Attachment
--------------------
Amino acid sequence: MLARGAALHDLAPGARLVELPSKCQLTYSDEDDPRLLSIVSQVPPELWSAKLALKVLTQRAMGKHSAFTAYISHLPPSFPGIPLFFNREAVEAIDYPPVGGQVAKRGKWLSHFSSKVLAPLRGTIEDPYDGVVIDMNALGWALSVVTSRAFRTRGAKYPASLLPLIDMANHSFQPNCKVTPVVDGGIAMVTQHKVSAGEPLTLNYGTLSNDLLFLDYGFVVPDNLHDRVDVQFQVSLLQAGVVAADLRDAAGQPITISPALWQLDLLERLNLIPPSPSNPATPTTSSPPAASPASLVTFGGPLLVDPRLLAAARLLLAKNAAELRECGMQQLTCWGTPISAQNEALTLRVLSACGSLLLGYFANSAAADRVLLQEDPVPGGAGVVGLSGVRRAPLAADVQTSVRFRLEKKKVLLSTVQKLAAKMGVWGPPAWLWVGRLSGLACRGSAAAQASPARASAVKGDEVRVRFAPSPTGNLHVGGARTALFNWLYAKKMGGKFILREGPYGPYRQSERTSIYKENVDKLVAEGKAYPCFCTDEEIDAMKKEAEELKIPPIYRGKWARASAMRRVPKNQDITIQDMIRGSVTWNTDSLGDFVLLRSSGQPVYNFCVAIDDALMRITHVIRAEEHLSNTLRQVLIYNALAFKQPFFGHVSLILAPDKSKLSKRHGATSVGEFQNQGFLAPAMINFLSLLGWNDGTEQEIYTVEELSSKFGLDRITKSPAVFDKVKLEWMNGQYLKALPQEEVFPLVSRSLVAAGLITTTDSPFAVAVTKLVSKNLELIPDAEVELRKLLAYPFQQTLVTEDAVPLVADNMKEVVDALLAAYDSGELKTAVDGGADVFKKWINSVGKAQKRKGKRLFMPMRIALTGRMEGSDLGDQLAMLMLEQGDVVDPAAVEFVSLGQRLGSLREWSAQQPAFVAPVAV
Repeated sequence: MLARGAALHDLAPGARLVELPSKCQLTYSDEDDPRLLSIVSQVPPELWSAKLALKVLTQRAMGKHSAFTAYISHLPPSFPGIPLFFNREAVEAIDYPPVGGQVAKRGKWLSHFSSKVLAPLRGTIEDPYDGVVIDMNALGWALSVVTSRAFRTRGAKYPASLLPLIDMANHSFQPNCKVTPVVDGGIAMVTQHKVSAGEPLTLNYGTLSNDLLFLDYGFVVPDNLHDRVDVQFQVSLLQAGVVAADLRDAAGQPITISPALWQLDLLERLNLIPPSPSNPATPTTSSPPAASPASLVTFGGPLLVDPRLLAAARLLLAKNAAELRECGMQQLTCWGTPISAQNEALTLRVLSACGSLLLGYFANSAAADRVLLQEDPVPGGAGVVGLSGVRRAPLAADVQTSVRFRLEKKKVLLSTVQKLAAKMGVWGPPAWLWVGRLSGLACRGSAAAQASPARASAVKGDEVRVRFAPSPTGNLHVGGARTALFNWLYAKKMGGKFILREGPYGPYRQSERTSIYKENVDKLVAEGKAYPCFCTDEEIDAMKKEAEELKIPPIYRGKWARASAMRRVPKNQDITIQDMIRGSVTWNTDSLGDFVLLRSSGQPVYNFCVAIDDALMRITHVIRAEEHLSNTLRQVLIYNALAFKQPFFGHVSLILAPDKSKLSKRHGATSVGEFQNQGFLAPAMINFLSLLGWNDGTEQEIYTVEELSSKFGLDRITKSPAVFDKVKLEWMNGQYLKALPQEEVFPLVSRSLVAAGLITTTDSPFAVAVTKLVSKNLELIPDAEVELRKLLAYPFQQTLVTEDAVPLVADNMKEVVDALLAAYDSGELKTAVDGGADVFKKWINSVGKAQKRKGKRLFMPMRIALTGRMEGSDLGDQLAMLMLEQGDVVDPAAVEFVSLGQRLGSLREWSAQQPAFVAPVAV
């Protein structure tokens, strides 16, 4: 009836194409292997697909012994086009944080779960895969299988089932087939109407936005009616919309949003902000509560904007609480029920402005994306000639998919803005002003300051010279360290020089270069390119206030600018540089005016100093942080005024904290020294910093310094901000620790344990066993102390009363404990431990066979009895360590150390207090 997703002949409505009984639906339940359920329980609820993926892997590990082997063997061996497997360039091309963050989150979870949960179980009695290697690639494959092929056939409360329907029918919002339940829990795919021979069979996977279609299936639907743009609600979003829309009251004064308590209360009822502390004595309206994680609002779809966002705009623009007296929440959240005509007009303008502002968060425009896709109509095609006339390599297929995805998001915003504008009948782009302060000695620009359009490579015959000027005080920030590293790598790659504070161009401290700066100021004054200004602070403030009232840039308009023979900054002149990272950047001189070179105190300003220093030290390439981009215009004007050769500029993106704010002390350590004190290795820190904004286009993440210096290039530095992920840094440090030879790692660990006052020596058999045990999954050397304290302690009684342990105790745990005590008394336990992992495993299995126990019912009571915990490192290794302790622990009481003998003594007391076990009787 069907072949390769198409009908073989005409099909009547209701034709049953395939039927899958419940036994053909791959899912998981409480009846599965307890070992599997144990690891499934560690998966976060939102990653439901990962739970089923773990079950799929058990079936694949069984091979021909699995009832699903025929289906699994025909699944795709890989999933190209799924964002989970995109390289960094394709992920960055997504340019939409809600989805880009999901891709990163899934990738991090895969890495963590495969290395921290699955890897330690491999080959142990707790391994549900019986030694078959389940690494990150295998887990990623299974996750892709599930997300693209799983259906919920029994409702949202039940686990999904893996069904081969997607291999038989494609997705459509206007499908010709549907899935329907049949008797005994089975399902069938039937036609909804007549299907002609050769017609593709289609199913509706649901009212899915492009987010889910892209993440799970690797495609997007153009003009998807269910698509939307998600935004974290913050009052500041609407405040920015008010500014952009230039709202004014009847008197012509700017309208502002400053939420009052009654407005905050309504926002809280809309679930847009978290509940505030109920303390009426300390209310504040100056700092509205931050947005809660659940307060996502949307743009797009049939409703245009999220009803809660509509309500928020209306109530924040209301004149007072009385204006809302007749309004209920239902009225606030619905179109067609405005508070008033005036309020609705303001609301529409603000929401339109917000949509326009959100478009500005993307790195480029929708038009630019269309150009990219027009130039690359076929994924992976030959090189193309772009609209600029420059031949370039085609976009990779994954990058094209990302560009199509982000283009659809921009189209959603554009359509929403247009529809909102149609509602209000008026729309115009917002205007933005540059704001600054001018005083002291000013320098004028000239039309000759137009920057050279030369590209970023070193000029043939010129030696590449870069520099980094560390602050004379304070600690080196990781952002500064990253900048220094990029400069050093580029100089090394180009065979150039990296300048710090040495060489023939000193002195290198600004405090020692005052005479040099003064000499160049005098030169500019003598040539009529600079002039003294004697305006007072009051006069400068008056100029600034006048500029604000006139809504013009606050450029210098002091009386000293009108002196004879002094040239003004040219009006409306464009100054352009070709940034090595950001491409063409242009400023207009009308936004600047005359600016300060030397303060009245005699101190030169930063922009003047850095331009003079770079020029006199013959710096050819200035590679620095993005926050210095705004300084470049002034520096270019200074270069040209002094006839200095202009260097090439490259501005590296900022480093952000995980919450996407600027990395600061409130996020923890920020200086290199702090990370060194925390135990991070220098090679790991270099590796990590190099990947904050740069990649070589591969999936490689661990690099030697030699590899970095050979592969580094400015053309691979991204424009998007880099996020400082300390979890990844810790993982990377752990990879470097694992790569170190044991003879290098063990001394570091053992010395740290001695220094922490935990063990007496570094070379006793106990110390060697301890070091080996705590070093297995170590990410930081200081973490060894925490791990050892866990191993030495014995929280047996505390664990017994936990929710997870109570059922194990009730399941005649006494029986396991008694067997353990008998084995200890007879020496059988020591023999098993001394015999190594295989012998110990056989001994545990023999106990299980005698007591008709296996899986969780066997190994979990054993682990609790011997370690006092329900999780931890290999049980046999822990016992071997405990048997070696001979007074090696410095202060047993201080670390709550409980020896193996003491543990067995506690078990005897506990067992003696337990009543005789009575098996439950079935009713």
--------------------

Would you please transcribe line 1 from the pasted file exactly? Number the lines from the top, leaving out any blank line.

Amino acid sequence: MLARGAALHDLAPGARLVELPSKCQLTYSDEDDPRLLSIVSQVPPELWSAKLALKVLTQRAMGKHSAFTAYISHLPPSFPGIPLFFNREAVEAIDYPPVGGQVAKRGKWLSHFSSKVLAPLRGTIEDPYDGVVIDMNALGWALSVVTSRAFRTRGAKYPASLLPLIDMANHSFQPNCKVTPVVDGGIAMVTQHKVSAGEPLTLNYGTLSNDLLFLDYGFVVPDNLHDRVDVQFQVSLLQAGVVAADLRDAAGQPITISPALWQLDLLERLNLIPPSPSNPATPTTSSPPAASPASLVTFGGPLLVDPRLLAAARLLLAKNAAELRECGMQQLTCWGTPISAQNEALTLRVLSACGSLLLGYFANSAAADRVLLQEDPVPGGAGVVGLSGVRRAPLAADVQTSVRFRLEKKKVLLSTVQKLAAKMGVWGPPAWLWVGRLSGLACRGSAAAQASPARASAVKGDEVRVRFAPSPTGNLHVGGARTALFNWLYAKKMGGKFILREGPYGPYRQSERTSIYKENVDKLVAEGKAYPCFCTDEEIDAMKKEAEELKIPPIYRGKWARASAMRRVPKNQDITIQDMIRGSVTWNTDSLGDFVLLRSSGQPVYNFCVAIDDALMRITHVIRAEEHLSNTLRQVLIYNALAFKQPFFGHVSLILAPDKSKLSKRHGATSVGEFQNQGFLAPAMINFLSLLGWNDGTEQEIYTVEELSSKFGLDRITKSPAVFDKVKLEWMNGQYLKALPQEEVFPLVSRSLVAAGLITTTDSPFAVAVTKLVSKNLELIPDAEVELRKLLAYPFQQTLVTEDAVPLVADNMKEVVDALLAAYDSGELKTAVDGGADVFKKWINSVGKAQKRKGKRLFMPMRIALTGRMEGSDLGDQLAMLMLEQGDVVDPAAVEFVSLGQRLGSLREWSAQQPAFVAPVAV